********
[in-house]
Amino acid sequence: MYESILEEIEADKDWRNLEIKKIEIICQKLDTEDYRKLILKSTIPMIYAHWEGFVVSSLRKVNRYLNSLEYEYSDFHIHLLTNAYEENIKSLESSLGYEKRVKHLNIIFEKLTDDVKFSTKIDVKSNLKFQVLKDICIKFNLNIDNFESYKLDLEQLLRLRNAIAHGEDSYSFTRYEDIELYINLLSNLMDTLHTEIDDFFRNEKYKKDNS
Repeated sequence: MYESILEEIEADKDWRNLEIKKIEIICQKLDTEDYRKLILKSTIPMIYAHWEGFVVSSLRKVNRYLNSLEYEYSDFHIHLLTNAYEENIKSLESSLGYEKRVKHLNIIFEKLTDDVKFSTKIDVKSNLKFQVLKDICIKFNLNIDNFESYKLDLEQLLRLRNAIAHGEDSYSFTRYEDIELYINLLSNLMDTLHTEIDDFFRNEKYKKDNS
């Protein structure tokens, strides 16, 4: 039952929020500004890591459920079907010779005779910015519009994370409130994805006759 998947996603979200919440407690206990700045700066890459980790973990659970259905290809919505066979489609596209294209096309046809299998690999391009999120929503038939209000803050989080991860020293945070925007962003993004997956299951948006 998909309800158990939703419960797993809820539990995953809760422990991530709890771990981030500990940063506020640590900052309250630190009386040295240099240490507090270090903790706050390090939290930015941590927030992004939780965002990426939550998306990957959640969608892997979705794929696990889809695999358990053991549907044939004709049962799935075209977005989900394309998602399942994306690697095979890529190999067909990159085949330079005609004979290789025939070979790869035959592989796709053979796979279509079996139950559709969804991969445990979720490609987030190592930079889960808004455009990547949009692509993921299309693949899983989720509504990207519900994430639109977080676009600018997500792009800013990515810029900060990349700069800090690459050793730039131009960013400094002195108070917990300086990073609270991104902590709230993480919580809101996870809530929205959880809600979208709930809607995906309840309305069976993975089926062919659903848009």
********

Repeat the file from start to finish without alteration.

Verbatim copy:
[in-house]
Amino acid sequence: MYESILEEIEADKDWRNLEIKKIEIICQKLDTEDYRKLILKSTIPMIYAHWEGFVVSSLRKVNRYLNSLEYEYSDFHIHLLTNAYEENIKSLESSLGYEKRVKHLNIIFEKLTDDVKFSTKIDVKSNLKFQVLKDICIKFNLNIDNFESYKLDLEQLLRLRNAIAHGEDSYSFTRYEDIELYINLLSNLMDTLHTEIDDFFRNEKYKKDNS
Repeated sequence: MYESILEEIEADKDWRNLEIKKIEIICQKLDTEDYRKLILKSTIPMIYAHWEGFVVSSLRKVNRYLNSLEYEYSDFHIHLLTNAYEENIKSLESSLGYEKRVKHLNIIFEKLTDDVKFSTKIDVKSNLKFQVLKDICIKFNLNIDNFESYKLDLEQLLRLRNAIAHGEDSYSFTRYEDIELYINLLSNLMDTLHTEIDDFFRNEKYKKDNS
């Protein structure tokens, strides 16, 4: 039952929020500004890591459920079907010779005779910015519009994370409130994805006759 998947996603979200919440407690206990700045700066890459980790973990659970259905290809919505066979489609596209294209096309046809299998690999391009999120929503038939209000803050989080991860020293945070925007962003993004997956299951948006 998909309800158990939703419960797993809820539990995953809760422990991530709890771990981030500990940063506020640590900052309250630190009386040295240099240490507090270090903790706050390090939290930015941590927030992004939780965002990426939550998306990957959640969608892997979705794929696990889809695999358990053991549907044939004709049962799935075209977005989900394309998602399942994306690697095979890529190999067909990159085949330079005609004979290789025939070979790869035959592989796709053979796979279509079996139950559709969804991969445990979720490609987030190592930079889960808004455009990547949009692509993921299309693949899983989720509504990207519900994430639109977080676009600018997500792009800013990515810029900060990349700069800090690459050793730039131009960013400094002195108070917990300086990073609270991104902590709230993480919580809101996870809530929205959880809600979208709930809607995906309840309305069976993975089926062919659903848009």